Hemmingway makes use of personification to accentuate and emphasize the points in the story. The personification element in the story allows the reader to get a deeper meaning of the text and become engaged in the story. He cites, “The wind is our friend, anyway, he thought” which is personification that adds tone to the prose. Hemingway is conveying the idea that he understands he has come from a battle and he is glad to be going home. The wind was blowing in a direction that allowing the boat to sail smoothly to the shore. The personification in the passage shows that the old man felt gratitude to have come from a successful battle and desired to get some rest. He uses the words to indicate that he realized that sailing deep into the sea was not a wise decision because of the many dangers, but he was glad to have met the marlin fish (Kammer, 1995).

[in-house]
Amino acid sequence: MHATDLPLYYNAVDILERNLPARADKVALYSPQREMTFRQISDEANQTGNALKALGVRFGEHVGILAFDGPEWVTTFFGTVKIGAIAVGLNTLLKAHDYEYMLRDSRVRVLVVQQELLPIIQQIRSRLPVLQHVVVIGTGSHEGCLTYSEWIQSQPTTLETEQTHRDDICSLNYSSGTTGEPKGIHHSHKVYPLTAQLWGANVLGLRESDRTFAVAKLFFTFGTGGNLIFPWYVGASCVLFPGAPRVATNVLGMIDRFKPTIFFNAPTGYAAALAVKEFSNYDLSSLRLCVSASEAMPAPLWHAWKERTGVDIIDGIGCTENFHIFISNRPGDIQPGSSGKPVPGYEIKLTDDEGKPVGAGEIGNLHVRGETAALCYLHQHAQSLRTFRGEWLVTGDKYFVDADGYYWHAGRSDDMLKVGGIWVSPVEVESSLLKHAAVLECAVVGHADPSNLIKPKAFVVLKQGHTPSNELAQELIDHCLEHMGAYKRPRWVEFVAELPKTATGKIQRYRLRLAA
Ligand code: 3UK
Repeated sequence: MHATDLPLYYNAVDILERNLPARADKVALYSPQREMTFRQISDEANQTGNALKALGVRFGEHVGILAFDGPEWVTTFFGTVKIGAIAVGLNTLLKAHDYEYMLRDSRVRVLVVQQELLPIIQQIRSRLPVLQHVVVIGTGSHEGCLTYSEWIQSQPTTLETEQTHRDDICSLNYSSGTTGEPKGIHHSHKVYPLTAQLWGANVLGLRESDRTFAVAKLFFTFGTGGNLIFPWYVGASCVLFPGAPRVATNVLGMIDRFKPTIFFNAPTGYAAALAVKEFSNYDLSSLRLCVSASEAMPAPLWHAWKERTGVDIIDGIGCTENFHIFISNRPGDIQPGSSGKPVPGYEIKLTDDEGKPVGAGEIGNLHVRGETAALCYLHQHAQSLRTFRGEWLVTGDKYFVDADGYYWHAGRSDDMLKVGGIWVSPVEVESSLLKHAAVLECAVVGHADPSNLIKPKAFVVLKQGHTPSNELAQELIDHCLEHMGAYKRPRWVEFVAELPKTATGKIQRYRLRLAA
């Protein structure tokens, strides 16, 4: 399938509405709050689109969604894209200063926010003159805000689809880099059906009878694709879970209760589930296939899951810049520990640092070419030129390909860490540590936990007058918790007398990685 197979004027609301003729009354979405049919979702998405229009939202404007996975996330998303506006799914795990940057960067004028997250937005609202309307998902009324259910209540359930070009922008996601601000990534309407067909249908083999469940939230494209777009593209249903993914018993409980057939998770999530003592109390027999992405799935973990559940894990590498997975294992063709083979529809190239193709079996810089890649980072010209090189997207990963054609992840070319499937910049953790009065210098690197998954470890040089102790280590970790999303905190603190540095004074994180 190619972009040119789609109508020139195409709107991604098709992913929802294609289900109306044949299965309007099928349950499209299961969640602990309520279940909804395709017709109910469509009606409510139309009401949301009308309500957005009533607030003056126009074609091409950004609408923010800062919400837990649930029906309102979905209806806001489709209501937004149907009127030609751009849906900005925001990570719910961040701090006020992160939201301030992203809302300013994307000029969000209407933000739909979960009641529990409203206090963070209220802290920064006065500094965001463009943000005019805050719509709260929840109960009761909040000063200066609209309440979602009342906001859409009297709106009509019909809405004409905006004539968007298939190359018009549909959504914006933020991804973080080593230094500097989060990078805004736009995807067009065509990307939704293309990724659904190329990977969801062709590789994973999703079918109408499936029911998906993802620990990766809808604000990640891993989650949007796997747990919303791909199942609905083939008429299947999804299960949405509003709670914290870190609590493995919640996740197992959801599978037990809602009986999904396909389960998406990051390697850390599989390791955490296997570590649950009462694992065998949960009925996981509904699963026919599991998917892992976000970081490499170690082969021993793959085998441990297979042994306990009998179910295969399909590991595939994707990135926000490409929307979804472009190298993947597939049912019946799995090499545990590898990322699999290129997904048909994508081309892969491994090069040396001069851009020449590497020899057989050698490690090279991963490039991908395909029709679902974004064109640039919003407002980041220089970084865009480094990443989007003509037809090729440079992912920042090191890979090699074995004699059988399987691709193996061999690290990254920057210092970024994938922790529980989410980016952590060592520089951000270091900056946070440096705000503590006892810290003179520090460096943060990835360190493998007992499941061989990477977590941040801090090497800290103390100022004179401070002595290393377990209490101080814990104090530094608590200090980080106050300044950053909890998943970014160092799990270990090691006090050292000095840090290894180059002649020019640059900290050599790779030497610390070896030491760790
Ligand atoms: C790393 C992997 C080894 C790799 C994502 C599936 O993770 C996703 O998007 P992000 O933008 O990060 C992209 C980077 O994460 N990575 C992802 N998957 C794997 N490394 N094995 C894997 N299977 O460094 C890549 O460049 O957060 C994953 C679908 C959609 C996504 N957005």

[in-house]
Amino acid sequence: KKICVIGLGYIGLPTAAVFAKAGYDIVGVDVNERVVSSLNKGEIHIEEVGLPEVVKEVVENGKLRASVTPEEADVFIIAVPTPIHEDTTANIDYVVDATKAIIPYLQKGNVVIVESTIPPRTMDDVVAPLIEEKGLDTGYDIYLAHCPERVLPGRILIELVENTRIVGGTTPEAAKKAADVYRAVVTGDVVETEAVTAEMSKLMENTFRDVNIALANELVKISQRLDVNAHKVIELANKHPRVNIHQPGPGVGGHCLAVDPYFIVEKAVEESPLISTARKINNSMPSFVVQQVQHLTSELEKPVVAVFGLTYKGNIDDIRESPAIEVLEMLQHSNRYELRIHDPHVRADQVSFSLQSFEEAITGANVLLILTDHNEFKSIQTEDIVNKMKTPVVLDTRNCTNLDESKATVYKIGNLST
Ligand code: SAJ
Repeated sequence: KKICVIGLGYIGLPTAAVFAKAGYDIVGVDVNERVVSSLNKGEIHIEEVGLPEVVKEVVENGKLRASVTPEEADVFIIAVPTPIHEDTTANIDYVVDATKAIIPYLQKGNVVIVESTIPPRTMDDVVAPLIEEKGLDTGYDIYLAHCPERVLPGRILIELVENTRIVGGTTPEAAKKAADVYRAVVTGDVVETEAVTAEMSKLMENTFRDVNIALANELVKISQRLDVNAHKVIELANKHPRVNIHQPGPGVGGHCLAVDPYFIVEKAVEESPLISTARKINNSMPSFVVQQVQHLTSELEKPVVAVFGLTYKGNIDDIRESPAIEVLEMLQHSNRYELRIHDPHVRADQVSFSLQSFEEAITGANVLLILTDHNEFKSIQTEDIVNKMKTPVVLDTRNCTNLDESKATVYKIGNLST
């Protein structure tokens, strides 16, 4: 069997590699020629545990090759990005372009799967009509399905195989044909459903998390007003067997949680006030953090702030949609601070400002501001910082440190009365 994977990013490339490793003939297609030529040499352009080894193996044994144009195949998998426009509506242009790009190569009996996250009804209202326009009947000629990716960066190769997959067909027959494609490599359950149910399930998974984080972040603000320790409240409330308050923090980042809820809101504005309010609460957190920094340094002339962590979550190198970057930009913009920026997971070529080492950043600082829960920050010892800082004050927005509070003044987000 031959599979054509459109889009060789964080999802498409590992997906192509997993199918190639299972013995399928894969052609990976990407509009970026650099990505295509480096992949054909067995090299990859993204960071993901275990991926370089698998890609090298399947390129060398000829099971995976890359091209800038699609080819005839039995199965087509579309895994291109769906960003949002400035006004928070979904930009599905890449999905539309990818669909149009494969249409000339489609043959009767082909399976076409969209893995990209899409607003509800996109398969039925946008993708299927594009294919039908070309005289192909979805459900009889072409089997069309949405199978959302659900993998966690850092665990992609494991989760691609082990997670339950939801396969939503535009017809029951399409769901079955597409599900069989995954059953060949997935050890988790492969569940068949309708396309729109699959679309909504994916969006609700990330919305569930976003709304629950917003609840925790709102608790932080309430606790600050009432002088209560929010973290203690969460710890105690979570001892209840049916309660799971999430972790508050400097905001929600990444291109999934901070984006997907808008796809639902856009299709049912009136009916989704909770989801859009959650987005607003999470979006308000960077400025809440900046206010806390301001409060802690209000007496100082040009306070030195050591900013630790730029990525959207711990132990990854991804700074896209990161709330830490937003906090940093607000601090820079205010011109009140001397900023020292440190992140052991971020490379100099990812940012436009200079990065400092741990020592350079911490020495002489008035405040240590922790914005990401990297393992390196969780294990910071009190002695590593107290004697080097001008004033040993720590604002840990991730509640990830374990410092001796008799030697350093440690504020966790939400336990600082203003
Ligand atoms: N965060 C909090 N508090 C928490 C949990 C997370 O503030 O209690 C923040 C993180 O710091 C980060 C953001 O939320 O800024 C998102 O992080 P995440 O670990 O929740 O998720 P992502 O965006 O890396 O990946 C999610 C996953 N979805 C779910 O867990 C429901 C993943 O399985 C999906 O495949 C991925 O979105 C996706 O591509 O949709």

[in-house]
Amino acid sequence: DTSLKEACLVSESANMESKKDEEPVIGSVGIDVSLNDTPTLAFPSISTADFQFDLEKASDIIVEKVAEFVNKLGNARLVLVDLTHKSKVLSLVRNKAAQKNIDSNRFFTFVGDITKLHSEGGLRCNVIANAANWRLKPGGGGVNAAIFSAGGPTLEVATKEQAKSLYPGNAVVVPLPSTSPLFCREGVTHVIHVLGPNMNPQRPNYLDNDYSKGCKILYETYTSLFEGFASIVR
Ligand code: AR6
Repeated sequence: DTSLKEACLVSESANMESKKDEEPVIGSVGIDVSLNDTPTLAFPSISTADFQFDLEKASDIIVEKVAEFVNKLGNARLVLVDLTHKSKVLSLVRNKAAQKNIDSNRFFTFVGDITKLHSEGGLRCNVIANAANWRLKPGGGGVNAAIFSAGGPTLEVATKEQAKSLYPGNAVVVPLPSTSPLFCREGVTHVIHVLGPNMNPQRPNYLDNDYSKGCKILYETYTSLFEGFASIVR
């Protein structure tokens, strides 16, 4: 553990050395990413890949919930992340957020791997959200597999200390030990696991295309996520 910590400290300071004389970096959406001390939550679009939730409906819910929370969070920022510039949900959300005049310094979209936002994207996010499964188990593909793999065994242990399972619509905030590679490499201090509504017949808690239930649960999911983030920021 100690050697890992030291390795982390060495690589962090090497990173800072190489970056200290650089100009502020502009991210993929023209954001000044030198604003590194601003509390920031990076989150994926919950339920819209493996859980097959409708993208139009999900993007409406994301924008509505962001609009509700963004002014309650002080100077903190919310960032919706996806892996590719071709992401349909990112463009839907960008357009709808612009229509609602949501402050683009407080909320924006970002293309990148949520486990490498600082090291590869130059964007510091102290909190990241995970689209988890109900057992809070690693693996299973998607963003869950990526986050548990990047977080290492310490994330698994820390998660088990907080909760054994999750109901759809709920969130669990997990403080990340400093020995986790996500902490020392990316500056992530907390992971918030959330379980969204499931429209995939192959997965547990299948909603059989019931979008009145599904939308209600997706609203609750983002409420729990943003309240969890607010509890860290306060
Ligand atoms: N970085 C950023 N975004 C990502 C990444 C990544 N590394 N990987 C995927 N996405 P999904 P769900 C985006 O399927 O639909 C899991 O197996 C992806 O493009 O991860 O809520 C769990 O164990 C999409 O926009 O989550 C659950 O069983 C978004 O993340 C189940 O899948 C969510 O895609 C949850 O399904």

The passage shows heroism because the old man understood that he had been defeated by the sharks that consumed the marlin. He realized that the safest idea would be to sail home, rest and prepare for another day of fishing. The old man knew that even though he managed to kill the marlin, it was too big to lift in the boat and could not deter the sharks from eating it. He made a wise decision to let the sharks finish the marlin carcass while he heads home safely. The quality of courage is revealed in the passage as the old man manages to catch a marlin fish which was huge in size. The theme of wisdom also appears in the passage when the old man makes the decision that sailing deep into the sea is a dangerous venture. The language of wisdom is portrayed as he says “I went out too far” to insinuate that he knows how to make the right decision in future (Kammer, 1995, p. 48).